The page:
Revitalising a sacred grove

Revitalising a sacred grove

Sacred groves

Sacred groves or the Devarakadus which are found in different parts of the state have both environmental and religious significance. They are an abode of rich biodiversity, and the spiritual association traditionally forbids people from removing even a twig from the grove. However, in the last few decades, most of the sacred groves have lost their old glory due to human encroachment.

Hosagunda village near Sagar town in Shivamogga district has one such pristine patch. Spread over 600 acres, the forest cover nurtures 360 species of plants. This sacred grove is also an example of how villagers can become changemakers. 

In the 1990s, a few villagers came forward to protect this untouched forest patch from exploitation. Though people believed that this is a sacred grove, there was no official declaration. The villagers put pressure on the administration to declare the forest patch as a sacred grove and recognise their participatory efforts in securing the grove. The once-neglected patch was officially declared as a sacred grove in 2009.

Every year, villagers come together to plant a variety of species to maintain the thick forest cover and have adopted water harvesting methods to retain the moisture level in the forest patch. 

Royal connection

This village was the capital of Hosagunda kings from the 11th to the 13th century. After the downfall of Hosagunda dynasty, villagers migrated to different places abandoning the temples, and other buildings including the sacred grove.

The work towards conserving the sacred groves of Hosagunda got a boost by CMN Shastry and Shobha Shastry couple in 1991. A decade later, the couple formed Sri Uma Maheshwara Seva Trust to restore the ancient temples of Hosagunda. Along with temple conservation, the trust had taken up conservation of the forest surrounding the temple sites. With the support of the trust, environmentalists and the members of the local Village Forest Committee are now able to conserve large tracts of forest land around Hosagunda. According to a study conducted by the students of Botany Department of Kuvempu University, around 360 species of plants are found in this sacred grove. They have also identified a 650-year-old mango tree in this forest.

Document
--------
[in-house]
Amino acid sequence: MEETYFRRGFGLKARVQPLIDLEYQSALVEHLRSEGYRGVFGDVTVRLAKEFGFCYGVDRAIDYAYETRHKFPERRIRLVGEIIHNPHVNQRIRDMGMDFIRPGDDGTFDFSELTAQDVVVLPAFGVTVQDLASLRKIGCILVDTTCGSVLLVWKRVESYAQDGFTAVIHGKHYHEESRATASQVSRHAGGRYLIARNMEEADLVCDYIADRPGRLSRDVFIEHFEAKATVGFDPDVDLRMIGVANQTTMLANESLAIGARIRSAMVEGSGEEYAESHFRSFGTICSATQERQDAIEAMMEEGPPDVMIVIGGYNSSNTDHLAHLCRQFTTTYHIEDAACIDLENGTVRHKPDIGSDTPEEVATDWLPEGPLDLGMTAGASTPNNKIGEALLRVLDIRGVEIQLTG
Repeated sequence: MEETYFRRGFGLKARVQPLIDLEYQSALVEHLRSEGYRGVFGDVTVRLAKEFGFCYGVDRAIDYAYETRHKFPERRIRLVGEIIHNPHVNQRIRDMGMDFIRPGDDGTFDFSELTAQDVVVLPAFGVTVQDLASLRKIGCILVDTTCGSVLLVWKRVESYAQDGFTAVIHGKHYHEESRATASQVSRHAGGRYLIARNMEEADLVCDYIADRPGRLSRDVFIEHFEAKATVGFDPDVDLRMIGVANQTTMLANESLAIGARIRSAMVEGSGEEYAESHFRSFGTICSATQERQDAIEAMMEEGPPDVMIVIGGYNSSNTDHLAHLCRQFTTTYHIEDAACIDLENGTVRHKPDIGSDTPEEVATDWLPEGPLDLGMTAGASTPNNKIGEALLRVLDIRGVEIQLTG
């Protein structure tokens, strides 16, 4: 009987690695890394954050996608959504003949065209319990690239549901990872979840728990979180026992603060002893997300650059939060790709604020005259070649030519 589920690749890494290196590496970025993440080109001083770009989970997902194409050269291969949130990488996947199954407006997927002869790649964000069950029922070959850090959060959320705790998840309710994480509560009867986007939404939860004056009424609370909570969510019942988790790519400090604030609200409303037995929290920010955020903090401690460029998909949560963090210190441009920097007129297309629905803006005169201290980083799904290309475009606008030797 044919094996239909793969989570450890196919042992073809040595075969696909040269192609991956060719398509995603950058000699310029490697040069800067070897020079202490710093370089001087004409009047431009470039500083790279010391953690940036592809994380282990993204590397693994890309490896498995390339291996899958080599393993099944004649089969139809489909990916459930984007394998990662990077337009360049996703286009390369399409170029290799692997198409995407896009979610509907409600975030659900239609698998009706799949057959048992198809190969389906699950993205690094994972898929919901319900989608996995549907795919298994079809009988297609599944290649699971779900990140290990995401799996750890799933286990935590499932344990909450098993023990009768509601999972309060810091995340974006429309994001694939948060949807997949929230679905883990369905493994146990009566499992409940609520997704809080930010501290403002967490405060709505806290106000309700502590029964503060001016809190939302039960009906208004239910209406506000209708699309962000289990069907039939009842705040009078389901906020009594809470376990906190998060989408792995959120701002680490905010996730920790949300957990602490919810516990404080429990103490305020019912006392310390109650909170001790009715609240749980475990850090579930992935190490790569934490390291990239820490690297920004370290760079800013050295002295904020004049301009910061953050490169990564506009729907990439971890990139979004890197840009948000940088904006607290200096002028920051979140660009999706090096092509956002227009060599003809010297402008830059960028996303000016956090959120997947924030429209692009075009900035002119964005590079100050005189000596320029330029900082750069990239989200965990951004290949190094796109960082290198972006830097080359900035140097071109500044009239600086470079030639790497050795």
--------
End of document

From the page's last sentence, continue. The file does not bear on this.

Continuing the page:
The villagers and the trust drafted a five-year plan in 2007 towards water and plant management. The trust identified 108 varieties of endangered species with the help of agricultural scientists working in different research institutes across the country. Members of the trust travelled across the country to collect identified species.

“Every year, villagers plant 108 saplings from 11 different types of endangered species in this sacred forest. We continued this programme for five years, thus planting 5,940 saplings,’’ says CMN Shastry. This programme involved villagers, environmentalists and students. 

Besides, the villagers have also worked towards improving the water bodies in the forest. Under the guidance of water resource management experts, the villagers have adopted rainwater harvesting methods, which is another agenda under the five-year plan. “Nearly 5,000 rainwater harvesting pits have been dug inside the forest to conserve water. Check dams are constructed to enable a smooth flow of water during the monsoons. The plan has brought good results in the groundwater table in and around Hosagunda,’’ says Shastry. Umesh Adiga, another villager, says, “Earlier water used to dry up early, despite desilting two lakes of the village. Now, we are able to grow two crops in a year.’’ Trust organises special workshops on water resource management and rainwater harvesting at regular intervals.

New heights

Now the villagers are concentrating on managing the development works sustainably. Every year, villagers and college students desilt rainwater harvesting structures and plant a new sapling wherever a plant is dead.

In March, the trust made an agreement with Deendayal Research Institute, New Delhi, which conducts traditional wisdom of water regeneration programme (Jalasamskriti). A workshop was organised in and around Hosagunda village by experts and scientists from this institute to create awareness among villagers and students about water regeneration programme using traditional techniques.